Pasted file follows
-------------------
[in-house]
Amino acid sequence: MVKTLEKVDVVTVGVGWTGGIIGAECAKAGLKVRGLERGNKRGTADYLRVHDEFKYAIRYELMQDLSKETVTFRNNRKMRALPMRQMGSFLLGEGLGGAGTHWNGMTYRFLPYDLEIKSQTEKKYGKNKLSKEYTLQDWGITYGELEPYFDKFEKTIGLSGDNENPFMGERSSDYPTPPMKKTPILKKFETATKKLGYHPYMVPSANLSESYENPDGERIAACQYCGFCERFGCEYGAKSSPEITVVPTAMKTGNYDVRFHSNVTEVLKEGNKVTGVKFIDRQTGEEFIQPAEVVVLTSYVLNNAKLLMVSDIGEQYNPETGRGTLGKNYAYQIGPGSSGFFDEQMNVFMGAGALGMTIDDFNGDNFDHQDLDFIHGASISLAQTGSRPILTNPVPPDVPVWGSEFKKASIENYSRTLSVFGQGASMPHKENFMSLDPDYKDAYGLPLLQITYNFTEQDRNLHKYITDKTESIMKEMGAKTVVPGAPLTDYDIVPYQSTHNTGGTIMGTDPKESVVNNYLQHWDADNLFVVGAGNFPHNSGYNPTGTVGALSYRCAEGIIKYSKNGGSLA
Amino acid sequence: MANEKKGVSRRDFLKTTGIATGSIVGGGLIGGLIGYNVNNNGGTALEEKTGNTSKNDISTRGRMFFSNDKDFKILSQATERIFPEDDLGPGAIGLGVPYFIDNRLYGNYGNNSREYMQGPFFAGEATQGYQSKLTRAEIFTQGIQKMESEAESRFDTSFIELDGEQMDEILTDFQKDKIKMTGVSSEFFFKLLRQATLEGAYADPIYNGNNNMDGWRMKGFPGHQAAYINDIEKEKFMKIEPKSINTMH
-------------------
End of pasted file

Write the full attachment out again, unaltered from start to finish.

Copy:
[in-house]
Amino acid sequence: MVKTLEKVDVVTVGVGWTGGIIGAECAKAGLKVRGLERGNKRGTADYLRVHDEFKYAIRYELMQDLSKETVTFRNNRKMRALPMRQMGSFLLGEGLGGAGTHWNGMTYRFLPYDLEIKSQTEKKYGKNKLSKEYTLQDWGITYGELEPYFDKFEKTIGLSGDNENPFMGERSSDYPTPPMKKTPILKKFETATKKLGYHPYMVPSANLSESYENPDGERIAACQYCGFCERFGCEYGAKSSPEITVVPTAMKTGNYDVRFHSNVTEVLKEGNKVTGVKFIDRQTGEEFIQPAEVVVLTSYVLNNAKLLMVSDIGEQYNPETGRGTLGKNYAYQIGPGSSGFFDEQMNVFMGAGALGMTIDDFNGDNFDHQDLDFIHGASISLAQTGSRPILTNPVPPDVPVWGSEFKKASIENYSRTLSVFGQGASMPHKENFMSLDPDYKDAYGLPLLQITYNFTEQDRNLHKYITDKTESIMKEMGAKTVVPGAPLTDYDIVPYQSTHNTGGTIMGTDPKESVVNNYLQHWDADNLFVVGAGNFPHNSGYNPTGTVGALSYRCAEGIIKYSKNGGSLA
Amino acid sequence: MANEKKGVSRRDFLKTTGIATGSIVGGGLIGGLIGYNVNNNGGTALEEKTGNTSKNDISTRGRMFFSNDKDFKILSQATERIFPEDDLGPGAIGLGVPYFIDNRLYGNYGNNSREYMQGPFFAGEATQGYQSKLTRAEIFTQGIQKMESEAESRFDTSFIELDGEQMDEILTDFQKDKIKMTGVSSEFFFKLLRQATLEGAYADPIYNGNNNMDGWRMKGFPGHQAAYINDIEKEKFMKIEPKSINTMH